Aetna says losses not over for ACA plans

Insurer might return to health exchanges in 2019

A trader points up at a display on the floor of the New York Stock Exchange August 20, 2012.  REUTERS/Brendan McDermid/File Photo
A trader points up at a display on the floor of the New York Stock Exchange August 20, 2012. REUTERS/Brendan McDermid/File Photo

U.S. health insurer Aetna Inc warned on Thursday that losses from its Affordable Care Act individual insurance plans will likely continue despite pulling out of the exchanges in most states, creating uncertainty for next year’s earnings.

Chief Executive Officer Mark Bertolini said the earliest the health insurer might return to the exchanges is 2019, more likely 2020, and then only if operations improve.

The CEO’s comments came during a conference call to discuss third-quarter earnings and revenue, both of which beat analysts’ expectations.

Aetna said in August it will reduce participation in individual insurance on government-run online marketplaces to four states from the current 15 states due to financial losses. It will continue to sell plans on the exchanges.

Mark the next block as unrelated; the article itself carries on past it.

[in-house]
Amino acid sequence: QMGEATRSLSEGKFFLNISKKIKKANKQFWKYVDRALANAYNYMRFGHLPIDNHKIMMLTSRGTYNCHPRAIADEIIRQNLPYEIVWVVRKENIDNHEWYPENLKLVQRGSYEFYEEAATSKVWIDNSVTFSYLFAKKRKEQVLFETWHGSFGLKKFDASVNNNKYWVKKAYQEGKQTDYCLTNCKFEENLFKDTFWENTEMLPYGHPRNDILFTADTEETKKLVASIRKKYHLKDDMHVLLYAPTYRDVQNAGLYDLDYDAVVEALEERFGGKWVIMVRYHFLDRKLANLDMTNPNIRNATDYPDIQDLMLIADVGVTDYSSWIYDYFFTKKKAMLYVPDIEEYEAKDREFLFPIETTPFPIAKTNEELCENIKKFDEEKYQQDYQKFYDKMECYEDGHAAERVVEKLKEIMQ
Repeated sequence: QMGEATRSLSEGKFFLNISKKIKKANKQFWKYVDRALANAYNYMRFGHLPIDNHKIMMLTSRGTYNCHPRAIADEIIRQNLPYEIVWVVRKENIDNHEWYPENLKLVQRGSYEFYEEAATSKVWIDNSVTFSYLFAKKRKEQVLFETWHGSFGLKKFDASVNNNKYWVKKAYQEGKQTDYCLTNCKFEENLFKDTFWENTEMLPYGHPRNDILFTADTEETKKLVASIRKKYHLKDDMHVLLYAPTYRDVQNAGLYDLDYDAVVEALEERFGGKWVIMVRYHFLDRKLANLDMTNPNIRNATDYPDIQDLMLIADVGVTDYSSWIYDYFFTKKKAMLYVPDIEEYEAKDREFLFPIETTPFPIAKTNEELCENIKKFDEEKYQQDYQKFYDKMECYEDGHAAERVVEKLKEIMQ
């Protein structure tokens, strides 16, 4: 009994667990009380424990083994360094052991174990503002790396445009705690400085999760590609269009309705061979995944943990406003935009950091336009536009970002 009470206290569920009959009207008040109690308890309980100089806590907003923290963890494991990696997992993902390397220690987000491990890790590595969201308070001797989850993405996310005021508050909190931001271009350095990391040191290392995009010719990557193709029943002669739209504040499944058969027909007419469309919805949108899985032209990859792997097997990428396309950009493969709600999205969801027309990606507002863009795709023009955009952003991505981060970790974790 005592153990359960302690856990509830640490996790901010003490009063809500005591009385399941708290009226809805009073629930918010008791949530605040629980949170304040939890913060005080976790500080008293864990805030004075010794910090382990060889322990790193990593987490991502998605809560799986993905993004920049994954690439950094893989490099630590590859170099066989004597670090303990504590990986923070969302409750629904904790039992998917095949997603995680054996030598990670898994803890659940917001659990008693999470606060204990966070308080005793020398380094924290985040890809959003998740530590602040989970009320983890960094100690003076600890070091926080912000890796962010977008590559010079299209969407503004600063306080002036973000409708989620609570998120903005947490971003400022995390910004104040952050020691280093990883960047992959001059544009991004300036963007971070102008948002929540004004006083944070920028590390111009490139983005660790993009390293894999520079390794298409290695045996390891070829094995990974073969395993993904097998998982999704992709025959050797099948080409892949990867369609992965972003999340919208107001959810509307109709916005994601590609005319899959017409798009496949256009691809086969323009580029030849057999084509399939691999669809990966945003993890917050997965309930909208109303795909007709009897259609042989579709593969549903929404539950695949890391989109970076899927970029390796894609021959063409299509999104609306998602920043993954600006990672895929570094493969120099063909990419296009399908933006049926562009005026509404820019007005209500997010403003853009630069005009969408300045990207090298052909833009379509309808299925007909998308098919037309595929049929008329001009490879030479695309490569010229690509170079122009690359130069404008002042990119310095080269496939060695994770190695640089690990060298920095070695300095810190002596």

Bertolini’s comments came two days after the U.S. government said premium rates for ACA plans would increase by 25 percent, on average, in 2017, reflecting higher medical costs of insuring members.

Bertolini said two problems are the risk adjustment calculation that smooths out the costs of sick patients and the number of people enrolled in the program.

“Until that mechanism changes, or until the pool substantively changes, we’re going to find ourselves in a premium spiral that’s going to continue to drive rates up,” Bertolini said.

The government estimates 2017 enrollment to rise 1 million about 11.4 million people.


Aetna said it expects operating losses of $350 million on the individual insurance business in 2016. In 2017, it may book losses both in the states where it remains in exchanges and in the states where it sells plan outside the exchanges.

Bertolini said Aetna, which is fighting a U.S. government lawsuit to block its $34 billion acquisition of Humana, is committed to the deal and expects to close in 2017.

The exchanges and the lawsuit are two uncertainties for 2017, Aetna said. Other potential bumps include high costs in its fully insured plans for small companies and the possible loss of some Medicaid contracts.



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